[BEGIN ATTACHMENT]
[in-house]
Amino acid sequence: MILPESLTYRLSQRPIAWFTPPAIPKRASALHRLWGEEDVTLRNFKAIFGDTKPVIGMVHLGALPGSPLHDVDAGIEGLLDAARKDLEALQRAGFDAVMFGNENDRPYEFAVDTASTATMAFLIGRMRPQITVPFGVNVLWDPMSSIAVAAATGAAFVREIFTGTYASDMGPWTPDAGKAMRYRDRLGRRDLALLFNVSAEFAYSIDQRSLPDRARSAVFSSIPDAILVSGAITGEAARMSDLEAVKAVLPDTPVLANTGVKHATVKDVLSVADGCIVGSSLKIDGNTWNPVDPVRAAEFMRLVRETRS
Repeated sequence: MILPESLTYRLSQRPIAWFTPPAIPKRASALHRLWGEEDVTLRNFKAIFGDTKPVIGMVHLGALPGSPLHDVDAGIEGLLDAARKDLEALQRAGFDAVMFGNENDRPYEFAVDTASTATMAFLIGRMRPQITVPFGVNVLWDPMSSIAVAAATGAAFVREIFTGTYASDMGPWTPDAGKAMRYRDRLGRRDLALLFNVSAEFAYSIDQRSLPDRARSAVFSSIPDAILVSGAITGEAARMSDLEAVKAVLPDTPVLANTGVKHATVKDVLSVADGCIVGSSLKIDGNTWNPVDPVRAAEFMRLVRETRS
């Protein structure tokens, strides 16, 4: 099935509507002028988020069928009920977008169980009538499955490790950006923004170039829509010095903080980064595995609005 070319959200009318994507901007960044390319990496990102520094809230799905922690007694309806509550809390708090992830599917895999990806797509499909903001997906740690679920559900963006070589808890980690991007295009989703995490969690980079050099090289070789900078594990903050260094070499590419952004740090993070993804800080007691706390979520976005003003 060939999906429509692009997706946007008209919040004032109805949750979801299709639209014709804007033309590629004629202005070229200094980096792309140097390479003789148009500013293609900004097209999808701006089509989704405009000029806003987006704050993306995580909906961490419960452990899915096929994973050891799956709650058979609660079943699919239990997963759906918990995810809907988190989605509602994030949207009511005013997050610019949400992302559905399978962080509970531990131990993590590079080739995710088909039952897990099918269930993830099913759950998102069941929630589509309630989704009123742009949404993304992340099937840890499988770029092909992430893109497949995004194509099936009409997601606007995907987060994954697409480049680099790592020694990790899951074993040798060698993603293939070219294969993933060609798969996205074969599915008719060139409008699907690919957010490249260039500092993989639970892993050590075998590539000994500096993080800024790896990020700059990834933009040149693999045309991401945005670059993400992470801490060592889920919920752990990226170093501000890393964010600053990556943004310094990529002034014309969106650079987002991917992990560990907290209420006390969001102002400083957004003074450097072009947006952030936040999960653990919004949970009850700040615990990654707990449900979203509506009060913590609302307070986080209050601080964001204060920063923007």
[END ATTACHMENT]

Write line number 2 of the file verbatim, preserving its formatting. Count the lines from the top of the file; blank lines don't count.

Amino acid sequence: MILPESLTYRLSQRPIAWFTPPAIPKRASALHRLWGEEDVTLRNFKAIFGDTKPVIGMVHLGALPGSPLHDVDAGIEGLLDAARKDLEALQRAGFDAVMFGNENDRPYEFAVDTASTATMAFLIGRMRPQITVPFGVNVLWDPMSSIAVAAATGAAFVREIFTGTYASDMGPWTPDAGKAMRYRDRLGRRDLALLFNVSAEFAYSIDQRSLPDRARSAVFSSIPDAILVSGAITGEAARMSDLEAVKAVLPDTPVLANTGVKHATVKDVLSVADGCIVGSSLKIDGNTWNPVDPVRAAEFMRLVRETRS